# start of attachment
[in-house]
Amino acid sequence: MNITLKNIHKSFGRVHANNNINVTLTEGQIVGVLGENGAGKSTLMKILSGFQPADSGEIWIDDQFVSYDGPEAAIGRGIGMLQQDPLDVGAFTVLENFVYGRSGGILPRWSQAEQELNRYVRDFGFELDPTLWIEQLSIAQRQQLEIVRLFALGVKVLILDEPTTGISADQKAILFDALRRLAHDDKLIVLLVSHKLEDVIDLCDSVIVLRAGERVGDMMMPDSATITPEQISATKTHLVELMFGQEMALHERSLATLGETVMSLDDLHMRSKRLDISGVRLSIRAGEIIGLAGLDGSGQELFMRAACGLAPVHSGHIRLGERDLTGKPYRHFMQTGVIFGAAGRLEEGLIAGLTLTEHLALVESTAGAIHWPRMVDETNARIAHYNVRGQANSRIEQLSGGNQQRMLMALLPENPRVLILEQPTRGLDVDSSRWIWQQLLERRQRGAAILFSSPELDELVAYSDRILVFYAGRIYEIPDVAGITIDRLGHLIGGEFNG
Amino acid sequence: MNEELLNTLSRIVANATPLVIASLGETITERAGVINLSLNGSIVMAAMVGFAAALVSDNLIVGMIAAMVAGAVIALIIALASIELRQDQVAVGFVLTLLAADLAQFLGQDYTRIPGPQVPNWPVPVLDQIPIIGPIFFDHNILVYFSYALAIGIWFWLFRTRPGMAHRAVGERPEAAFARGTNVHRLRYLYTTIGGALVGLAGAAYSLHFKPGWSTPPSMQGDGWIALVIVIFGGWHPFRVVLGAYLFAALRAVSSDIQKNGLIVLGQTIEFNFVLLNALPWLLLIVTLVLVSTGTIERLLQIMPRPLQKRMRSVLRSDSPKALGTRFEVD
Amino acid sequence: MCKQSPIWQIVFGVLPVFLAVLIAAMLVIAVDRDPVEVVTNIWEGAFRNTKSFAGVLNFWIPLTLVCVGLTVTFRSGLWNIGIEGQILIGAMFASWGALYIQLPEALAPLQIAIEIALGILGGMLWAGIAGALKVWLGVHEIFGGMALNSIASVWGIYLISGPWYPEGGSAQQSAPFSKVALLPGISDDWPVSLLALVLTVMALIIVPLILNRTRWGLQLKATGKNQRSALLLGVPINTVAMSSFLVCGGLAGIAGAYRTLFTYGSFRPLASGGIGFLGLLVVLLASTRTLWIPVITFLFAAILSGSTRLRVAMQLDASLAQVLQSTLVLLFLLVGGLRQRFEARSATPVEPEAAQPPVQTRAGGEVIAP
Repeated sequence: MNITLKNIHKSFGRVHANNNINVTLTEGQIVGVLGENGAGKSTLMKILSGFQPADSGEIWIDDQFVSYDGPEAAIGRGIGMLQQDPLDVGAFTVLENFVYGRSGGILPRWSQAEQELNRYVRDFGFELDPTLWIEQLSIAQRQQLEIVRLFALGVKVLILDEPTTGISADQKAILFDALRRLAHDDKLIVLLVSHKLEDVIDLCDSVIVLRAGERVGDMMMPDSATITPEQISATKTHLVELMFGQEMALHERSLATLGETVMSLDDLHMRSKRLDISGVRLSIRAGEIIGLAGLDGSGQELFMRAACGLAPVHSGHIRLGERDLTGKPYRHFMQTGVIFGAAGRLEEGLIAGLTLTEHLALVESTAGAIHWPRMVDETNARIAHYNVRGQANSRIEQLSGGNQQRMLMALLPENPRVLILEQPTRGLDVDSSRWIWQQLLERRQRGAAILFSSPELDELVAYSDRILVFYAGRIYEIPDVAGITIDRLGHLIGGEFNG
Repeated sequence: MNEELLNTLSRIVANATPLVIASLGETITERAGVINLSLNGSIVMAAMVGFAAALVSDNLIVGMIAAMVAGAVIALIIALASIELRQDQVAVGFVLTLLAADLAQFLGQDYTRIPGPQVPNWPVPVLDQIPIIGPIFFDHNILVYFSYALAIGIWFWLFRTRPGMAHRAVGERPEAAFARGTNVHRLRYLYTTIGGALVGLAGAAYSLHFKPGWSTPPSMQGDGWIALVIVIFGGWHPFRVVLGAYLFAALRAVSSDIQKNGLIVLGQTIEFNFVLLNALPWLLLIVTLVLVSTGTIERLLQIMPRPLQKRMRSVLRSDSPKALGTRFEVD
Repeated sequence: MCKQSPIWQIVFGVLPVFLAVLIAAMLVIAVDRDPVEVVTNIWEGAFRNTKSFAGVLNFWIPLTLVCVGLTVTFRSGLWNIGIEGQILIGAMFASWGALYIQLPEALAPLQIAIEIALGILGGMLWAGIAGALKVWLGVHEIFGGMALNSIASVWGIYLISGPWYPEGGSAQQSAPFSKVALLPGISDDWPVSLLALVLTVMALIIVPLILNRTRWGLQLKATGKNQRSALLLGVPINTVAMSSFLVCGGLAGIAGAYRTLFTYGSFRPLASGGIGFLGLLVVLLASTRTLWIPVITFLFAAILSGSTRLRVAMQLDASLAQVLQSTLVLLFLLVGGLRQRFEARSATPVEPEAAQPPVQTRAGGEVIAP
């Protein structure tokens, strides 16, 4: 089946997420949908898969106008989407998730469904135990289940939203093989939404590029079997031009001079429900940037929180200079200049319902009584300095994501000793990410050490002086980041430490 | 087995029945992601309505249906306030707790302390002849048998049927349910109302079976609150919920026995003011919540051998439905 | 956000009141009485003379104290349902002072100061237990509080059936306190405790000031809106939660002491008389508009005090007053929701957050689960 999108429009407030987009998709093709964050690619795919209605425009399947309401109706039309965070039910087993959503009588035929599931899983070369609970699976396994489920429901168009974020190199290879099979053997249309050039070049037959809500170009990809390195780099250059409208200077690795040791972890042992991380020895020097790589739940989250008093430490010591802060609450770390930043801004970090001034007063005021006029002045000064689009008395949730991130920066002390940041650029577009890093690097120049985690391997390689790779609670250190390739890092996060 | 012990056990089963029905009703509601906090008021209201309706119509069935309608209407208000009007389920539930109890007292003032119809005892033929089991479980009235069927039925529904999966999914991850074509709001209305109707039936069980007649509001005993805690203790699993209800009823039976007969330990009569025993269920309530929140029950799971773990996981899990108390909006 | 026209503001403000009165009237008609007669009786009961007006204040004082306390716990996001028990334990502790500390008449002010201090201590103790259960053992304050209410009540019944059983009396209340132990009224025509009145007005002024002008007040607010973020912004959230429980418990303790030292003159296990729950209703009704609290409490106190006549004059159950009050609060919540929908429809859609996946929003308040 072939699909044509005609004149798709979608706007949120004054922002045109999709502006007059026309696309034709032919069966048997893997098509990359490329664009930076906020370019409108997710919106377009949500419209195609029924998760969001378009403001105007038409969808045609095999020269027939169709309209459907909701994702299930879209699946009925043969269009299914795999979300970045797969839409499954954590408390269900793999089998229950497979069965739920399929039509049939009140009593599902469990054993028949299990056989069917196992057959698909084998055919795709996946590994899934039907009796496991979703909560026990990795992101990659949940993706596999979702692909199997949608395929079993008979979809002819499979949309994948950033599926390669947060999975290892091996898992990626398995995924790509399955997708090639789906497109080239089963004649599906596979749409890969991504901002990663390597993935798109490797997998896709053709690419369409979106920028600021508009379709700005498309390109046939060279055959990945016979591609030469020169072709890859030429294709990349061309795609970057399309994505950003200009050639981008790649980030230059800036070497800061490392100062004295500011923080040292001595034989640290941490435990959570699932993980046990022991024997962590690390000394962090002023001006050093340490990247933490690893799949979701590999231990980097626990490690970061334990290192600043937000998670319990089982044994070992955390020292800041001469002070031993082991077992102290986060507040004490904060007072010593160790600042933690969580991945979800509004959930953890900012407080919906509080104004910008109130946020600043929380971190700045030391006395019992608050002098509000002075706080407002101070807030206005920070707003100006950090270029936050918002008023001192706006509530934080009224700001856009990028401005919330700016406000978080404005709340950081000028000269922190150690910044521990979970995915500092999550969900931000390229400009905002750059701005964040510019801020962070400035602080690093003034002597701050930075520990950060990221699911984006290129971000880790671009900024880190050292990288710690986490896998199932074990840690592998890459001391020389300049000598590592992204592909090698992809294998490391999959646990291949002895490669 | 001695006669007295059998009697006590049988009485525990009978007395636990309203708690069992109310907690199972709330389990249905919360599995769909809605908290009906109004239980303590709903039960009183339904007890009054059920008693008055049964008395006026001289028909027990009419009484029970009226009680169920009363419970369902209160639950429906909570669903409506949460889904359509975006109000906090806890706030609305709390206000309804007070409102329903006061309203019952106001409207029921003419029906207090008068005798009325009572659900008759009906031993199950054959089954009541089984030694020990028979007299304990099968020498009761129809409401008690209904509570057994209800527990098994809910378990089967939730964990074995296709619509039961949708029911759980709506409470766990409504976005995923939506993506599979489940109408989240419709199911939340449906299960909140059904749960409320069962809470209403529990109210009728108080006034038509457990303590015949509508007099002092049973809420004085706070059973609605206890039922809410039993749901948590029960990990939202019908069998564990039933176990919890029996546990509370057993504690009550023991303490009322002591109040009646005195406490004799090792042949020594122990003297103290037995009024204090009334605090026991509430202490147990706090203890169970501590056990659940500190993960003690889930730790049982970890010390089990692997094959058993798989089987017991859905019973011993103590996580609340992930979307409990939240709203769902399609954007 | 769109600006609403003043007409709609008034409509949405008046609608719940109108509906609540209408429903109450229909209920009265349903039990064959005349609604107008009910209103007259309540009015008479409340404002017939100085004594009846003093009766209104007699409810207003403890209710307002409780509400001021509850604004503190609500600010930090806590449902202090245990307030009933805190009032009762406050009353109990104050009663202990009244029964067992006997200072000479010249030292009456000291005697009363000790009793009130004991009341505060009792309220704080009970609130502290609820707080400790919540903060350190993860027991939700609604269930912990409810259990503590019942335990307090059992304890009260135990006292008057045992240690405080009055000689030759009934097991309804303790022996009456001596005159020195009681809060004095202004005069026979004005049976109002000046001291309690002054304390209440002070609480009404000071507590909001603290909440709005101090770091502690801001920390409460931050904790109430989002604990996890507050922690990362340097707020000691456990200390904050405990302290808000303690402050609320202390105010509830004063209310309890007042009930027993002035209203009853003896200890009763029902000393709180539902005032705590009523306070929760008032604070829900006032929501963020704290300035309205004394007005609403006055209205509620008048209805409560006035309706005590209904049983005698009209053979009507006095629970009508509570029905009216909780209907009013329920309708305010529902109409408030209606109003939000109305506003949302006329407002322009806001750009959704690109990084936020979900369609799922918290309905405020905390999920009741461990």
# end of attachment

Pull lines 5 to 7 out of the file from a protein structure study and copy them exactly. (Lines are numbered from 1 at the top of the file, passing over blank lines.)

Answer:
Repeated sequence: MNITLKNIHKSFGRVHANNNINVTLTEGQIVGVLGENGAGKSTLMKILSGFQPADSGEIWIDDQFVSYDGPEAAIGRGIGMLQQDPLDVGAFTVLENFVYGRSGGILPRWSQAEQELNRYVRDFGFELDPTLWIEQLSIAQRQQLEIVRLFALGVKVLILDEPTTGISADQKAILFDALRRLAHDDKLIVLLVSHKLEDVIDLCDSVIVLRAGERVGDMMMPDSATITPEQISATKTHLVELMFGQEMALHERSLATLGETVMSLDDLHMRSKRLDISGVRLSIRAGEIIGLAGLDGSGQELFMRAACGLAPVHSGHIRLGERDLTGKPYRHFMQTGVIFGAAGRLEEGLIAGLTLTEHLALVESTAGAIHWPRMVDETNARIAHYNVRGQANSRIEQLSGGNQQRMLMALLPENPRVLILEQPTRGLDVDSSRWIWQQLLERRQRGAAILFSSPELDELVAYSDRILVFYAGRIYEIPDVAGITIDRLGHLIGGEFNG
Repeated sequence: MNEELLNTLSRIVANATPLVIASLGETITERAGVINLSLNGSIVMAAMVGFAAALVSDNLIVGMIAAMVAGAVIALIIALASIELRQDQVAVGFVLTLLAADLAQFLGQDYTRIPGPQVPNWPVPVLDQIPIIGPIFFDHNILVYFSYALAIGIWFWLFRTRPGMAHRAVGERPEAAFARGTNVHRLRYLYTTIGGALVGLAGAAYSLHFKPGWSTPPSMQGDGWIALVIVIFGGWHPFRVVLGAYLFAALRAVSSDIQKNGLIVLGQTIEFNFVLLNALPWLLLIVTLVLVSTGTIERLLQIMPRPLQKRMRSVLRSDSPKALGTRFEVD
Repeated sequence: MCKQSPIWQIVFGVLPVFLAVLIAAMLVIAVDRDPVEVVTNIWEGAFRNTKSFAGVLNFWIPLTLVCVGLTVTFRSGLWNIGIEGQILIGAMFASWGALYIQLPEALAPLQIAIEIALGILGGMLWAGIAGALKVWLGVHEIFGGMALNSIASVWGIYLISGPWYPEGGSAQQSAPFSKVALLPGISDDWPVSLLALVLTVMALIIVPLILNRTRWGLQLKATGKNQRSALLLGVPINTVAMSSFLVCGGLAGIAGAYRTLFTYGSFRPLASGGIGFLGLLVVLLASTRTLWIPVITFLFAAILSGSTRLRVAMQLDASLAQVLQSTLVLLFLLVGGLRQRFEARSATPVEPEAAQPPVQTRAGGEVIAP